John Travolta & Johathan Rhys-Meyers in 'From Paris With Love'

*Interviews are so much more fun and interesting when the films are extremely entertaining. This was the case when the cast and filmmakers came to town last week to promote “From Paris With Love.” John Travolta is not only off the hook in this movie, but sings a refrain from “Me and Mrs. Jones,” made popular by Billy Paul.

The Film Strip not only queried Travolta and Jonathan Rhys-Meyers about their new film, but Travolta’s trip to Haiti. In addition to sending a plane full of supplies on his jet, he piloted his plane filled with doctors, food and medical supplies.

DO YOU PLAN TO GO BACK TO HAITI?

JOHN TRAVOLTA: Oh, yes. In a nutshell what happened in Haiti was that I had the privilege to fly my big Boeing down because it was sitting there empty and I felt a duty and a responsibility to fill it with doctors and fill it with supplies and food and medicine. The cool thing that I found was that when we arrived we unloaded seven tons of supplies and I promised the doctors on board that the supplies we brought would stay with them because they could so easily get lost at the airport. The good news–I got full reports-is that the supplies did stay with them. They were very successful and saved hundreds of lives.. I sent down a plane the week before, as well. So it’s been a good and satisfying feeling, as well as a privilege.

HOW DID YOU PREPARE FOR THE ROLE OF CHARLIE WAS?

JT: I hung out with some undercover guys in my hometown. They were kind enough to let me hangout with them. So I would spend the nights driving the streets of Ocala and going into these different areas that were in trouble and seeing what these guys do. It was like a microcosm of where it is all over the world.

THERE WAS SO MUCH CHEMISTRY GOING ON BETWEEN YOU AND JOHN, JONATHAN. DID YOU TWO ADLIB AT ALL?

JONATHASN RHYS-MEYERS: No, it was pretty much there in the script but we were also playing in a film where I’m playing an American guy in Paris. So if I didn’t have someone like John there, I’m not quite sure it would have worked for me because I had to have a true American. I had to have somebody there that I could play off and that was a happy accident. Pierre Morel (Director) and Luc Besson (Story) came to London and they said, ‘John is going to do this movie and we think your chemistry is going to be fantastic.’ But of course I was shooting ‘The Tudors’ on a Tuesday and arrived in Paris to shoot the movie on Wednesday. So the first time I saw John and we got some face time together was onscreen in that scene where I go in and I bust him out of the Customs office. So that’s an extraordinary reaction. I’ve seen John in many films but I haven’t seen John like that. So I didn’t know what to expect, and of course James Reece’s character, he expects a sophisticated, elegant, worldly James Bond to turn up. What he gets is he gets a biker boy minus the Harley Davidson.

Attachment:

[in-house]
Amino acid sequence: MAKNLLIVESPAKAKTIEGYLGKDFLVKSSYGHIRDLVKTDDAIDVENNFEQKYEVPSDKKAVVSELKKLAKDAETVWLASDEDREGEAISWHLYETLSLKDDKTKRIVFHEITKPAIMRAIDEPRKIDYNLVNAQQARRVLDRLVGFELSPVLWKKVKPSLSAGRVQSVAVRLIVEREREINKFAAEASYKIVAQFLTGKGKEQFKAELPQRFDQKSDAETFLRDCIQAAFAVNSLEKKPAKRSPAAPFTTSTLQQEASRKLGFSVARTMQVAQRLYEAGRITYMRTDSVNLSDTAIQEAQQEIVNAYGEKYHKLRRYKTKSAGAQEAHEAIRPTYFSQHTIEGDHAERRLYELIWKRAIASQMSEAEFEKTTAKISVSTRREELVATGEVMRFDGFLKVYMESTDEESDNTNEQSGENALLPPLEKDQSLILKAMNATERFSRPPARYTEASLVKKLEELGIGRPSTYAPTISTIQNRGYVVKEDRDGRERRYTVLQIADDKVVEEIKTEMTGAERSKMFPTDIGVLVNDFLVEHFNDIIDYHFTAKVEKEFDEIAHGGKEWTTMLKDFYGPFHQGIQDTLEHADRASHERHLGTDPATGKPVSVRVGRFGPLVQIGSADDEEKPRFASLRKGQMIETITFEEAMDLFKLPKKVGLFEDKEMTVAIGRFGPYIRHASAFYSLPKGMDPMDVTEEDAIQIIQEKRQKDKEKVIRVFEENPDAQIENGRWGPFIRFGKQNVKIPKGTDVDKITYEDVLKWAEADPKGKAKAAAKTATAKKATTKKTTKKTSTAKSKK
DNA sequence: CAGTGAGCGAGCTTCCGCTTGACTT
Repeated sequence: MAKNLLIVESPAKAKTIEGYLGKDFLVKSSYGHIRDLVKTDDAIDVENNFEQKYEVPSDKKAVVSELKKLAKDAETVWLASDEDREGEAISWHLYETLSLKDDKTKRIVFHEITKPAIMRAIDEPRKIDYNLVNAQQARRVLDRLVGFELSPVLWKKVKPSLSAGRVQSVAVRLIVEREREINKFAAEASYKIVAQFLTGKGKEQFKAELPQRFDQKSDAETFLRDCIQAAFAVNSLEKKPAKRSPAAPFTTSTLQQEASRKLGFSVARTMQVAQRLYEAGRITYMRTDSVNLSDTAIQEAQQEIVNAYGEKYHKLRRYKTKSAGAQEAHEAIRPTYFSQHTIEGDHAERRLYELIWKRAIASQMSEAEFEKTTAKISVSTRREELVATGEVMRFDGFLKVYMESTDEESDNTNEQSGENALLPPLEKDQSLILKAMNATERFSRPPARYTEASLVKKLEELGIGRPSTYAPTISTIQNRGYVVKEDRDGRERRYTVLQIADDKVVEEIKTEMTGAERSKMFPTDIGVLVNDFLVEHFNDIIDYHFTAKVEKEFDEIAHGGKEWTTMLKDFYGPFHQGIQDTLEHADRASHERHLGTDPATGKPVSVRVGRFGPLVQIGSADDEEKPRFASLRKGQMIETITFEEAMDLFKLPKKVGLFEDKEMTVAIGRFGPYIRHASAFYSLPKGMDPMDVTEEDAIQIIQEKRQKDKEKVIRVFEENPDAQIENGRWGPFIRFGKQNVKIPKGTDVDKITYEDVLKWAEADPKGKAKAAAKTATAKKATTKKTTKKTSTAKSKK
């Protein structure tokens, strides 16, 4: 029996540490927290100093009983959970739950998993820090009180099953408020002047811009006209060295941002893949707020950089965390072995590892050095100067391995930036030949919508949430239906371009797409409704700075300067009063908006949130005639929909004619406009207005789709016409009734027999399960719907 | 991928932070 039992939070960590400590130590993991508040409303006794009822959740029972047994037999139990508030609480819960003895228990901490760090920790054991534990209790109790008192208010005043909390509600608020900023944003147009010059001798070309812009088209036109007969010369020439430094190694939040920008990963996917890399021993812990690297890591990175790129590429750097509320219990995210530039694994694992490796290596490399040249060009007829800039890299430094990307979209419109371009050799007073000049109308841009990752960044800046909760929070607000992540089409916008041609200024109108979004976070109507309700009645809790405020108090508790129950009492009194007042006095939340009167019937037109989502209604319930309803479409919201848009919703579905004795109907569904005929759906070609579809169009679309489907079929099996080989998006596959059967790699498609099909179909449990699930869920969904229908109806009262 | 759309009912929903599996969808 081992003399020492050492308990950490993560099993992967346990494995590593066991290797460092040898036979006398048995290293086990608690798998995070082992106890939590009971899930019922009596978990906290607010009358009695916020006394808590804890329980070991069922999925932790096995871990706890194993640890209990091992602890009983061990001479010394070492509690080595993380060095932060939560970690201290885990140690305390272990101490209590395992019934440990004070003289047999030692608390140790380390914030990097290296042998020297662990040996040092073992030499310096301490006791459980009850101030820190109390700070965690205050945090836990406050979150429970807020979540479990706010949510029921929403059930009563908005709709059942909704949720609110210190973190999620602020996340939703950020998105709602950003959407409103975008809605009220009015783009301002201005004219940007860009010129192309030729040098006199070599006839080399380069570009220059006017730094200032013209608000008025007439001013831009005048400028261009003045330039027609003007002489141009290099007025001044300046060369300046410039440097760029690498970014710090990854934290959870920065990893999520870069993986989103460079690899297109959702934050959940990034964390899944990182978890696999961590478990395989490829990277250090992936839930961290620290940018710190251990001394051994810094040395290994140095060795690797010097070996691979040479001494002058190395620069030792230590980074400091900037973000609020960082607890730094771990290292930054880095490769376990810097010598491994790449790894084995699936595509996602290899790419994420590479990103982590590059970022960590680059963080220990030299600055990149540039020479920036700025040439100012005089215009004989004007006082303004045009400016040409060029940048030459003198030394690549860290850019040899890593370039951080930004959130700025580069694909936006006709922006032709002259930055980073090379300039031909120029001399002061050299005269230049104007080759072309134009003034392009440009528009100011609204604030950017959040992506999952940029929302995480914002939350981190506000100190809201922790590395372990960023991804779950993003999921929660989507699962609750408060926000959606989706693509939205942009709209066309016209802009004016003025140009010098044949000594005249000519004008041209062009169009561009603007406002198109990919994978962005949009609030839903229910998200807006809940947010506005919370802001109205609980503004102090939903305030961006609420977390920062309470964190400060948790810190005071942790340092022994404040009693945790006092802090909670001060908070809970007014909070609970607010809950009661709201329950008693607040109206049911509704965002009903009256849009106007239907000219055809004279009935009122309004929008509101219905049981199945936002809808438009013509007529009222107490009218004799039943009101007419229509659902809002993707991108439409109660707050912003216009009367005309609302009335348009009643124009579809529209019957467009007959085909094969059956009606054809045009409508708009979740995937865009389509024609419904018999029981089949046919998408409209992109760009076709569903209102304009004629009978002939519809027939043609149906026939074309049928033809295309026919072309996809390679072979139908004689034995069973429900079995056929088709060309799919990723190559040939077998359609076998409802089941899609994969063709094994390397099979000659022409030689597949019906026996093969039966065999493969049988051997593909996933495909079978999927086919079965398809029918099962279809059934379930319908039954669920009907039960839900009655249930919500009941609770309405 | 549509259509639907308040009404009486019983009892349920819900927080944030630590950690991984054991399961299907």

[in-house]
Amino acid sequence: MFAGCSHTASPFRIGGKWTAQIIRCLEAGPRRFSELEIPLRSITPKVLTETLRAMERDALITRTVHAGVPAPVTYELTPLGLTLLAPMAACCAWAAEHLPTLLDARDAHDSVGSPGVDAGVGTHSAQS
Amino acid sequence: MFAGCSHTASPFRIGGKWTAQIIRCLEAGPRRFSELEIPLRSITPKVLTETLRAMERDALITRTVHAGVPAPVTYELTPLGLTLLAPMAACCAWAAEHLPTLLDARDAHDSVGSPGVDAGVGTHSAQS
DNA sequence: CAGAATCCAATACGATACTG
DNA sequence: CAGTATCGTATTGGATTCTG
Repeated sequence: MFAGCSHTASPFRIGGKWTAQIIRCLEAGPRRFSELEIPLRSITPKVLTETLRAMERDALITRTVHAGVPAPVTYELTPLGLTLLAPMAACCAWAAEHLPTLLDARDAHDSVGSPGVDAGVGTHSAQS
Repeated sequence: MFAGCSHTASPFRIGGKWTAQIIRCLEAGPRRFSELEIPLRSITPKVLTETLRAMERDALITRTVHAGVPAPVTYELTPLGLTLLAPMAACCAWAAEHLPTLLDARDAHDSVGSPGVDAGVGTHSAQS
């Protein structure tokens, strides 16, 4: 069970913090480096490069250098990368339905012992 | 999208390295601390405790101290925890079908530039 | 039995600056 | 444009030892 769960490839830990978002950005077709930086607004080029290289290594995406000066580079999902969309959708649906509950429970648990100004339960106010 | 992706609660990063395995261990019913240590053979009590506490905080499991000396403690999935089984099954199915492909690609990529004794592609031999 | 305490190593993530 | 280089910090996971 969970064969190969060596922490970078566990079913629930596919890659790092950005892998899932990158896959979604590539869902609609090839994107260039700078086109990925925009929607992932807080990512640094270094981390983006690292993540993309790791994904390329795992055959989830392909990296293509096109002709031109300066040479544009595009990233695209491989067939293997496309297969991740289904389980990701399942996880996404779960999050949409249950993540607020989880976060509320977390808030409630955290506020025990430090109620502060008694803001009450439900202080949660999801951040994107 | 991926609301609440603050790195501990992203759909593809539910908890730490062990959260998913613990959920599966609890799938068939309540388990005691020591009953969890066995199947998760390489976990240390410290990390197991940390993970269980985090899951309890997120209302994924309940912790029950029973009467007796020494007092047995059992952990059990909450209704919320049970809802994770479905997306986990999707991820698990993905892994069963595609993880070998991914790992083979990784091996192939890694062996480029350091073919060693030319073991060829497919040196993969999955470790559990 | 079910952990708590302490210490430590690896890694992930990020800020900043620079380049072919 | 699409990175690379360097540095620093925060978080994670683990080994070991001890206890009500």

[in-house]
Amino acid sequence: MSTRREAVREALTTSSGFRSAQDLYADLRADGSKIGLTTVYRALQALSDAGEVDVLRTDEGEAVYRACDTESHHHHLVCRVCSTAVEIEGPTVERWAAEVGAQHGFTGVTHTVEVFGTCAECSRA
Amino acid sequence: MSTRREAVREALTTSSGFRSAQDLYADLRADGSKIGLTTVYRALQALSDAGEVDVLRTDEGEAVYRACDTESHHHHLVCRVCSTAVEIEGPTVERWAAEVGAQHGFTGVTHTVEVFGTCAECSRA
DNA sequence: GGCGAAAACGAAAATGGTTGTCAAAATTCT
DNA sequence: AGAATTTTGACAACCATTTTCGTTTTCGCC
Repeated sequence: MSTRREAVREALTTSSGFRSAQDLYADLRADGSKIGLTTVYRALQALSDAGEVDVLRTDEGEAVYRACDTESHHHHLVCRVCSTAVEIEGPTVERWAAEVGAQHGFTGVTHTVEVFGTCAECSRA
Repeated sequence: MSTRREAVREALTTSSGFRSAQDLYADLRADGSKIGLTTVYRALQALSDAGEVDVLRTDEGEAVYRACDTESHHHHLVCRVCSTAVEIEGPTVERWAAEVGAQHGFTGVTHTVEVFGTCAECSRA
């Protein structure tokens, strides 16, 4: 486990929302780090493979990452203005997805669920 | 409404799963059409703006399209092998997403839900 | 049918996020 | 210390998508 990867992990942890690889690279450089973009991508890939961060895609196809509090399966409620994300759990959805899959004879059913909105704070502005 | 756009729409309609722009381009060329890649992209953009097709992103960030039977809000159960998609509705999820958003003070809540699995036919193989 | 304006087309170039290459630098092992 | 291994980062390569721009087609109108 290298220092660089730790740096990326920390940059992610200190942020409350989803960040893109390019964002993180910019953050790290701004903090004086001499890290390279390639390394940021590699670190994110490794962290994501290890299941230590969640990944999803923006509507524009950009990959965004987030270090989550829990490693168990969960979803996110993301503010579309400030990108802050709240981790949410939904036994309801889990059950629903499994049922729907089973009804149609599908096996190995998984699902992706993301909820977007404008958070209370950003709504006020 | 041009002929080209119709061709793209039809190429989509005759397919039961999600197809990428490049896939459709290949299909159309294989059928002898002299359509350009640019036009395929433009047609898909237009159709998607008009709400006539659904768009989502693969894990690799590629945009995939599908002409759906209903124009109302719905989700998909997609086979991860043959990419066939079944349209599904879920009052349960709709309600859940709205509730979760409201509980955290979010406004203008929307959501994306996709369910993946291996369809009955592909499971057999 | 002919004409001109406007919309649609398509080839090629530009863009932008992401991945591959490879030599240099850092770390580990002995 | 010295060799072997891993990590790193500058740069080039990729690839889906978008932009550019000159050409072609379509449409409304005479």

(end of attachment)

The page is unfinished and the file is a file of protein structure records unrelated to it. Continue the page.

DO YOU WANT THE AUDIENCE TO TAKE AWAY A CERTAIN MESSAGE BECAUSE IT SAYS SO MUCH ABOUT BLIND FAITH AND THE TERROIST THREATS WE FACE EVERYDAY WHETHER THEY BE AT THE AIRPORT OR ON A PLANE?

JT: Oddly enough, I said this to Luc when the movie was over, I said, ‘Strangely enough this is the most authentic movie about terrorism that’s ever been made because in a very light way we’re not making a statement or giving a message.’ There’s a truth there, a veiled thing that says, ‘Wow, this is really the crux of it.’ It’s about misguided religion and misguided concepts and how things work in that terrorist world, and yet we’re having fun disguising it almost.

JR-M: On blind faith, it beats out love. I’m willing to ignore a lot of things because of love…[It] shows you just how strong it is whether it’s a love for a religion or a love for a human being. At the same time, when I read this script I thought, ‘It has cocaine. It has terrorism.’ Now these things are only used to fuel the action because if you don’t give that subject it’s due then you’re in trouble. If you’re going to make a film about terrorists you make a film about terrorism and you make sure that you concentrate on it and you give it it’s time. For us this was definitely about the relationships in the film because, look, I made a film about war in China a few years ago called ‘The Children of Huang Shi’ and what was extraordinary is that everything that’s encompassed by war – terrorism – and all these horrible things that exist in our world today come down to very, very small human choices.

JT: Did I tell you how smart he is? [laughs].

After the interview, I rushed next door to the Le Parker Meridien Hotel for the Shutter Island junket. While waiting for the elevator, Travolta shows up and asks me where I was going. I told him and asked him if he was trying to tell us something with his trigger-happy roles, was there a dark side to this happy, go lucky guy? With a big grin he says, “No. I just think these roles are fun.”  Pick up videos “Face/Of,” “Swordfish” and “The Punisher” to see John at his villainy best. Also, pick up Morel’s “Taken” video because it was one of the best films released last year.